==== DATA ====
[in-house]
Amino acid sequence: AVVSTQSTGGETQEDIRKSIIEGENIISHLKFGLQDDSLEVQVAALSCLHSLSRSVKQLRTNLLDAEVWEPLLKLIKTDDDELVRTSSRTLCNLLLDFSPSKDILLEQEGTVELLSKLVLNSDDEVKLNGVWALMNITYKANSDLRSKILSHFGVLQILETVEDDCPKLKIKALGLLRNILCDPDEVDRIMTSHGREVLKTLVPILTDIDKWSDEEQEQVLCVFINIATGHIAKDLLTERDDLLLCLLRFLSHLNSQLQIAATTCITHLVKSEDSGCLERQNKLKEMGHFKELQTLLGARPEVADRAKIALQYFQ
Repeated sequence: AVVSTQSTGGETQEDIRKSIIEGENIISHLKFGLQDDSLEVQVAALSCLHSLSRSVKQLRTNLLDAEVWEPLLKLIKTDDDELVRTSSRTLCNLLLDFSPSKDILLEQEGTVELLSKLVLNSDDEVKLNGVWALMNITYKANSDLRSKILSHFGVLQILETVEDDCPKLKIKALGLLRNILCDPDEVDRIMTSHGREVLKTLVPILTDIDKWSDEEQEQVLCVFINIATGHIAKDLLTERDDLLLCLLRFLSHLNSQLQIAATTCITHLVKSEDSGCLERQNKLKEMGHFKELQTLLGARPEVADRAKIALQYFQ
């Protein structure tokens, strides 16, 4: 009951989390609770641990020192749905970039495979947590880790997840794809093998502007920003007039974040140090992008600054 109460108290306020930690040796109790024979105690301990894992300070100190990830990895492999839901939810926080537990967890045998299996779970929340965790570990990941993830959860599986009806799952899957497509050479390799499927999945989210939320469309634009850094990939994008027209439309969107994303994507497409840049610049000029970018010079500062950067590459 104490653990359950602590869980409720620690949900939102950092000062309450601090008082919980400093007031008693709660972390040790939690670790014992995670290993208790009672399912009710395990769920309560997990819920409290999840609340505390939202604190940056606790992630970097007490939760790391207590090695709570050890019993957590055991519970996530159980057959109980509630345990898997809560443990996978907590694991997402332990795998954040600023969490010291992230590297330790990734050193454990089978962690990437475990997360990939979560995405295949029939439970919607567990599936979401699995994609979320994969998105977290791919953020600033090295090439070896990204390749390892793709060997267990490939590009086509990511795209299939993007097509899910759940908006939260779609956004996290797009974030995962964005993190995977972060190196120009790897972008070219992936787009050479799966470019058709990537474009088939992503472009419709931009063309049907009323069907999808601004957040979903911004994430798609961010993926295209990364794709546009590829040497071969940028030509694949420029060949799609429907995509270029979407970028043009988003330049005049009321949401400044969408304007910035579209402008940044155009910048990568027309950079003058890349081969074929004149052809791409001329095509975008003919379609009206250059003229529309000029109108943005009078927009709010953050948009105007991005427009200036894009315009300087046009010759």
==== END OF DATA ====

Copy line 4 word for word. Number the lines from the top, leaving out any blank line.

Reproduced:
């Protein structure tokens, strides 16, 4: 009951989390609770641990020192749905970039495979947590880790997840794809093998502007920003007039974040140090992008600054 109460108290306020930690040796109790024979105690301990894992300070100190990830990895492999839901939810926080537990967890045998299996779970929340965790570990990941993830959860599986009806799952899957497509050479390799499927999945989210939320469309634009850094990939994008027209439309969107994303994507497409840049610049000029970018010079500062950067590459 104490653990359950602590869980409720620690949900939102950092000062309450601090008082919980400093007031008693709660972390040790939690670790014992995670290993208790009672399912009710395990769920309560997990819920409290999840609340505390939202604190940056606790992630970097007490939760790391207590090695709570050890019993957590055991519970996530159980057959109980509630345990898997809560443990996978907590694991997402332990795998954040600023969490010291992230590297330790990734050193454990089978962690990437475990997360990939979560995405295949029939439970919607567990599936979401699995994609979320994969998105977290791919953020600033090295090439070896990204390749390892793709060997267990490939590009086509990511795209299939993007097509899910759940908006939260779609956004996290797009974030995962964005993190995977972060190196120009790897972008070219992936787009050479799966470019058709990537474009088939992503472009419709931009063309049907009323069907999808601004957040979903911004994430798609961010993926295209990364794709546009590829040497071969940028030509694949420029060949799609429907995509270029979407970028043009988003330049005049009321949401400044969408304007910035579209402008940044155009910048990568027309950079003058890349081969074929004149052809791409001329095509975008003919379609009206250059003229529309000029109108943005009078927009709010953050948009105007991005427009200036894009315009300087046009010759």